The first set of insured lives accelerated critical illness diagnosis rates, based on 1999-2004 data, were presented in CMI Working Paper 43.
CMI Working Paper 50 updated these to 2003-2006 experience and formally presented tables of rates known as AC04. It is anticipated that these will be introduced as a comparison basis in future results.
CMI Working Paper 52 presented cause-specific diagnosis rates, again based on 2003-2006 data, and
CMI Working Paper 58 describes supplementary analyses designed to aid understanding of the AC04 Series rates.
You might also like
If you have any questions about the CMI please email
Filter or search events
What are the advantages of using artificial intelligence (AI) in investing? What are the differences between traditional quant and AI? This new webinar discusses challenges and the future of AI in the investment sector.
Delivered by the IFRS 17 Contractual Service Margin working party.
The Certified Actuarial Analyst (CAA) qualification has rapidly established itself as adding real value, to insurers and consultancies, and to the clients of consultancies, around the World. CAAs work alongside actuaries and actuarial students, as well as other financial services professionals, in an increasingly broad range of roles and fields.
This session is a repeat of the one earlier today at 09:30
Many individuals and institutions have a long-term focus, and invest funds for the benefit of future generations. Their strategy should reflect their long horizon. University endowments are one of the oldest classes of institutional investor, and I will present the first study of the management of these endowments over the very long term.
This year's GIRO has been re-designed as a virtual conference to offer members and non-members the opportunity to get up to date content from leading experts in the general insurance field via online webinars. All sessions will be recorded and made available to purchase and re-watch post-event on the IFoA's GI Online Learning Resource area.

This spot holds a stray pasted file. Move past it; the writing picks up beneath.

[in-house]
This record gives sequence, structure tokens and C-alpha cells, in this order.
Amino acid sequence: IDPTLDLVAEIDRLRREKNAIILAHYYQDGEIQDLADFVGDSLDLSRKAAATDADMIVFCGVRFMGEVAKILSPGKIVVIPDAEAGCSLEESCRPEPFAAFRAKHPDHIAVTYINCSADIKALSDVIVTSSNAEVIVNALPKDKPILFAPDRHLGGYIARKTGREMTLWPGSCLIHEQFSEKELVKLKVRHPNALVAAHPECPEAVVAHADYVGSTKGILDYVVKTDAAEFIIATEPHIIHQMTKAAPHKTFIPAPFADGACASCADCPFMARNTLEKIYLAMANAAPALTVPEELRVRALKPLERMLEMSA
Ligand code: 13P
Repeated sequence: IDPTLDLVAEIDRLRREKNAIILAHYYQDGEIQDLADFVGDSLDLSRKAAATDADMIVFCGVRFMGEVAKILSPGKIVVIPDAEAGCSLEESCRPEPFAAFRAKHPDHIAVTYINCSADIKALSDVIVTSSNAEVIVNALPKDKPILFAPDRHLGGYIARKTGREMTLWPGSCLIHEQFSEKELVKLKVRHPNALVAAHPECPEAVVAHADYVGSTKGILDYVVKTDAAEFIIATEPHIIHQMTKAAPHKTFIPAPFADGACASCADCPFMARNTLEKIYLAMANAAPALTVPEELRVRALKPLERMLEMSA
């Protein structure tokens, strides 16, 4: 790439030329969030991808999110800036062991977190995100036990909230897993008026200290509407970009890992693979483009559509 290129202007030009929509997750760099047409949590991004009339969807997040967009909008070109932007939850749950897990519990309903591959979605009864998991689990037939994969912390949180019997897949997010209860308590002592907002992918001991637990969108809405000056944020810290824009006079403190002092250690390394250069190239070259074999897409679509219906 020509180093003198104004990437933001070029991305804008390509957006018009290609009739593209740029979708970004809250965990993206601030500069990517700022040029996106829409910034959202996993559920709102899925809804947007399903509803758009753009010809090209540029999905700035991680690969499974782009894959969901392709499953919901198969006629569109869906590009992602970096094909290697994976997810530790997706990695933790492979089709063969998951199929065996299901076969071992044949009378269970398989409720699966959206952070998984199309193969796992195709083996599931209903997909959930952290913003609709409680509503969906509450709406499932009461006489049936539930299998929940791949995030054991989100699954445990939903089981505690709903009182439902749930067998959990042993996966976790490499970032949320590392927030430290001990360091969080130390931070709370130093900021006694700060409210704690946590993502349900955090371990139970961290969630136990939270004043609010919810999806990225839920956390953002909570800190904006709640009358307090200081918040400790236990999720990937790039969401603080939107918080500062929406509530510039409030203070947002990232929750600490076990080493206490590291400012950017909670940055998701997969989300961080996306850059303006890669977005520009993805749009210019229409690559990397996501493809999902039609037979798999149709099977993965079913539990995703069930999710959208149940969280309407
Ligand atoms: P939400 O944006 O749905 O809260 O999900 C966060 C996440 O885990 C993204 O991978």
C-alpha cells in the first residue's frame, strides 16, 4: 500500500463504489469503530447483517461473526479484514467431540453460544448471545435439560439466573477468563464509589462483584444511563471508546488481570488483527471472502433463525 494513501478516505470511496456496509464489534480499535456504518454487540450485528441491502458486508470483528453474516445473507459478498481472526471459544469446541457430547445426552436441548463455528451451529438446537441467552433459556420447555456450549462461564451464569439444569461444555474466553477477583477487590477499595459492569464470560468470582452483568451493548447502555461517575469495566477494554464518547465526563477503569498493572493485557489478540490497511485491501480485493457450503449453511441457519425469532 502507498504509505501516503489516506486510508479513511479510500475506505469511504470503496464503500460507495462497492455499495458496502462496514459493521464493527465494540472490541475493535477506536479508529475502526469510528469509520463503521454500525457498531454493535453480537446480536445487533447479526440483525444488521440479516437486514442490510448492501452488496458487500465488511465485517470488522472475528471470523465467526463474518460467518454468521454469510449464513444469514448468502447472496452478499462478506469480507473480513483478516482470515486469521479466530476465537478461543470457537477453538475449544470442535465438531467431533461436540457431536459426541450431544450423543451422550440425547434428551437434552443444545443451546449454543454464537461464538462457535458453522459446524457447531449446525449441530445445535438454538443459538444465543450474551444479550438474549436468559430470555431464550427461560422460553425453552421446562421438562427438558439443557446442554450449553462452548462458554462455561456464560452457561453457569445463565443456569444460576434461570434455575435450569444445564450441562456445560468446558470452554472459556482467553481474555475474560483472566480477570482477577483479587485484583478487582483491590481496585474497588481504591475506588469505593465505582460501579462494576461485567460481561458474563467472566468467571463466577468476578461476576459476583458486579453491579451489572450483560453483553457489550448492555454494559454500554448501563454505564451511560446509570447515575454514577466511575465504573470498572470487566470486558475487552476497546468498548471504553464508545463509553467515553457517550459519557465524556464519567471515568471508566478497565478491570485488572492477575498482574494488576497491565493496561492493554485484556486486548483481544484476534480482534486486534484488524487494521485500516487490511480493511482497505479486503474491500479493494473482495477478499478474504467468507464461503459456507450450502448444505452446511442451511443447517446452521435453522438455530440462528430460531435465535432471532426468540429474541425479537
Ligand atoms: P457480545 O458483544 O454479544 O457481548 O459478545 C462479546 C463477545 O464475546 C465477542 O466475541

This year's Life Conference has been re-designed as a virtual conference to offer members and non-members the opportunity to get up to date content from leading experts in the life insurance field via online webinars. All sessions will be recorded and made available to purchase and re-watch post-event on the IFoA's website.
This webinar will provide an update on the emerging thinking around future regulation of DB schemes:
The webinar will discuss the challenges and opportunities schemes face in evaluating end game options, choosing a target state and understanding the impact this strategic decision could have on member outcomes long after the “end state” is reached. Adolfo, Kevin and Rhian bring over 60 years of experience in the industry and a variety of perspectives as scheme actuary, covenant adviser, trustee, de-risking adviser and insurer.
Cash-flow driven investing is a game-changer for DB pension funds navigating their end-game. Suitable for sponsors who want to reduce risks on their balance sheets. And for trustees, it shifts the focus to providing greater certainty of returns, managing funding level volatility and ensuring they have enough income to pay cash-flow requirements.
The talk will provide an understanding of the priorities and relationships between deficit reduction contributions, in the context of wider scheme funding, and different types of value outflow from the employer based on the working party’s recently published report.